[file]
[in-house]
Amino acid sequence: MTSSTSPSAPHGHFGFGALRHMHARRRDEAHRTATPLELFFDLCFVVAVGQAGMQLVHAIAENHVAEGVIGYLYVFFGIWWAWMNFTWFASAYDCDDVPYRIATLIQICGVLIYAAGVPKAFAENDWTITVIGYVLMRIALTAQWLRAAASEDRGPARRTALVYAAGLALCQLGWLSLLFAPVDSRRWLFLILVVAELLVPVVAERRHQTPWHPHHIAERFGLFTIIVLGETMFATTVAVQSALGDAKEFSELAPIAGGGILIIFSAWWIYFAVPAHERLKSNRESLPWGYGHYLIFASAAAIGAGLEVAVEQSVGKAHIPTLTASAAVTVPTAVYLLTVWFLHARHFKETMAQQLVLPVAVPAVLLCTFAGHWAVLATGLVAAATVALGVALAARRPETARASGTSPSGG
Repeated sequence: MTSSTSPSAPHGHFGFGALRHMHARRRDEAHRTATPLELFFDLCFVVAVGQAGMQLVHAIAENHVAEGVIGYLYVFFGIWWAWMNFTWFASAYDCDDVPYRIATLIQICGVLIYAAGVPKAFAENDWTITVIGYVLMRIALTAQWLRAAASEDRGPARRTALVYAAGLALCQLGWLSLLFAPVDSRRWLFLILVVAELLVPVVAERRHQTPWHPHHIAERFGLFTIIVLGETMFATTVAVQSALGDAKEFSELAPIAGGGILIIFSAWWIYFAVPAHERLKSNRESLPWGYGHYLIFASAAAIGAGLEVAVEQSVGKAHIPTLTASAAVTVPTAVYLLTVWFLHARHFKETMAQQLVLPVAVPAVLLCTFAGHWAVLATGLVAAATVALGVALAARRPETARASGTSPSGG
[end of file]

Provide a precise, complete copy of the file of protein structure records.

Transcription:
[in-house]
Amino acid sequence: MTSSTSPSAPHGHFGFGALRHMHARRRDEAHRTATPLELFFDLCFVVAVGQAGMQLVHAIAENHVAEGVIGYLYVFFGIWWAWMNFTWFASAYDCDDVPYRIATLIQICGVLIYAAGVPKAFAENDWTITVIGYVLMRIALTAQWLRAAASEDRGPARRTALVYAAGLALCQLGWLSLLFAPVDSRRWLFLILVVAELLVPVVAERRHQTPWHPHHIAERFGLFTIIVLGETMFATTVAVQSALGDAKEFSELAPIAGGGILIIFSAWWIYFAVPAHERLKSNRESLPWGYGHYLIFASAAAIGAGLEVAVEQSVGKAHIPTLTASAAVTVPTAVYLLTVWFLHARHFKETMAQQLVLPVAVPAVLLCTFAGHWAVLATGLVAAATVALGVALAARRPETARASGTSPSGG
Repeated sequence: MTSSTSPSAPHGHFGFGALRHMHARRRDEAHRTATPLELFFDLCFVVAVGQAGMQLVHAIAENHVAEGVIGYLYVFFGIWWAWMNFTWFASAYDCDDVPYRIATLIQICGVLIYAAGVPKAFAENDWTITVIGYVLMRIALTAQWLRAAASEDRGPARRTALVYAAGLALCQLGWLSLLFAPVDSRRWLFLILVVAELLVPVVAERRHQTPWHPHHIAERFGLFTIIVLGETMFATTVAVQSALGDAKEFSELAPIAGGGILIIFSAWWIYFAVPAHERLKSNRESLPWGYGHYLIFASAAAIGAGLEVAVEQSVGKAHIPTLTASAAVTVPTAVYLLTVWFLHARHFKETMAQQLVLPVAVPAVLLCTFAGHWAVLATGLVAAATVALGVALAARRPETARASGTSPSGG